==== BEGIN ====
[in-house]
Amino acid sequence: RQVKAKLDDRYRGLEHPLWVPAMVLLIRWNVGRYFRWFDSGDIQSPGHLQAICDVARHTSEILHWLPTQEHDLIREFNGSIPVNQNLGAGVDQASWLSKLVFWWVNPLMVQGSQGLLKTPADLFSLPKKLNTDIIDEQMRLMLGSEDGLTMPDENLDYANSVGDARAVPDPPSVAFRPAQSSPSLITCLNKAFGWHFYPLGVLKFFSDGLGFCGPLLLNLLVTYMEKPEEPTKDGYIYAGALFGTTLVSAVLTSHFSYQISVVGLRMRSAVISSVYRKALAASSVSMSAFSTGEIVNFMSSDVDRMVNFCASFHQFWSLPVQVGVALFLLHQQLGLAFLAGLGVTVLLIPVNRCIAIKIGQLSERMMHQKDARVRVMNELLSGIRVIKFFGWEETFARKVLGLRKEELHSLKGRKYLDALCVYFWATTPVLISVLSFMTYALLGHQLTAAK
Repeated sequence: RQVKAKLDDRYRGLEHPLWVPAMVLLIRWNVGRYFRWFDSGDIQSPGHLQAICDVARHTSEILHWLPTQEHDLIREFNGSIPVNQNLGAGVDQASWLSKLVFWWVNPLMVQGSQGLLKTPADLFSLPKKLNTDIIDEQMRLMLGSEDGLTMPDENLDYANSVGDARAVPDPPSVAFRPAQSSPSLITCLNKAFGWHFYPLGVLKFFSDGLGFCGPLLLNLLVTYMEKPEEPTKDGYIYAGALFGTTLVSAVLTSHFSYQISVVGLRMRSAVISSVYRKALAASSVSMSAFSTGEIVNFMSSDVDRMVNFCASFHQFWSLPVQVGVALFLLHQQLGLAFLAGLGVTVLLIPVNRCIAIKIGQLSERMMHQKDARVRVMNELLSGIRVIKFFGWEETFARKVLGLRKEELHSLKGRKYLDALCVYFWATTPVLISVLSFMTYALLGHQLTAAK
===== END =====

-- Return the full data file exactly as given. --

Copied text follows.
[in-house]
Amino acid sequence: RQVKAKLDDRYRGLEHPLWVPAMVLLIRWNVGRYFRWFDSGDIQSPGHLQAICDVARHTSEILHWLPTQEHDLIREFNGSIPVNQNLGAGVDQASWLSKLVFWWVNPLMVQGSQGLLKTPADLFSLPKKLNTDIIDEQMRLMLGSEDGLTMPDENLDYANSVGDARAVPDPPSVAFRPAQSSPSLITCLNKAFGWHFYPLGVLKFFSDGLGFCGPLLLNLLVTYMEKPEEPTKDGYIYAGALFGTTLVSAVLTSHFSYQISVVGLRMRSAVISSVYRKALAASSVSMSAFSTGEIVNFMSSDVDRMVNFCASFHQFWSLPVQVGVALFLLHQQLGLAFLAGLGVTVLLIPVNRCIAIKIGQLSERMMHQKDARVRVMNELLSGIRVIKFFGWEETFARKVLGLRKEELHSLKGRKYLDALCVYFWATTPVLISVLSFMTYALLGHQLTAAK
Repeated sequence: RQVKAKLDDRYRGLEHPLWVPAMVLLIRWNVGRYFRWFDSGDIQSPGHLQAICDVARHTSEILHWLPTQEHDLIREFNGSIPVNQNLGAGVDQASWLSKLVFWWVNPLMVQGSQGLLKTPADLFSLPKKLNTDIIDEQMRLMLGSEDGLTMPDENLDYANSVGDARAVPDPPSVAFRPAQSSPSLITCLNKAFGWHFYPLGVLKFFSDGLGFCGPLLLNLLVTYMEKPEEPTKDGYIYAGALFGTTLVSAVLTSHFSYQISVVGLRMRSAVISSVYRKALAASSVSMSAFSTGEIVNFMSSDVDRMVNFCASFHQFWSLPVQVGVALFLLHQQLGLAFLAGLGVTVLLIPVNRCIAIKIGQLSERMMHQKDARVRVMNELLSGIRVIKFFGWEETFARKVLGLRKEELHSLKGRKYLDALCVYFWATTPVLISVLSFMTYALLGHQLTAAK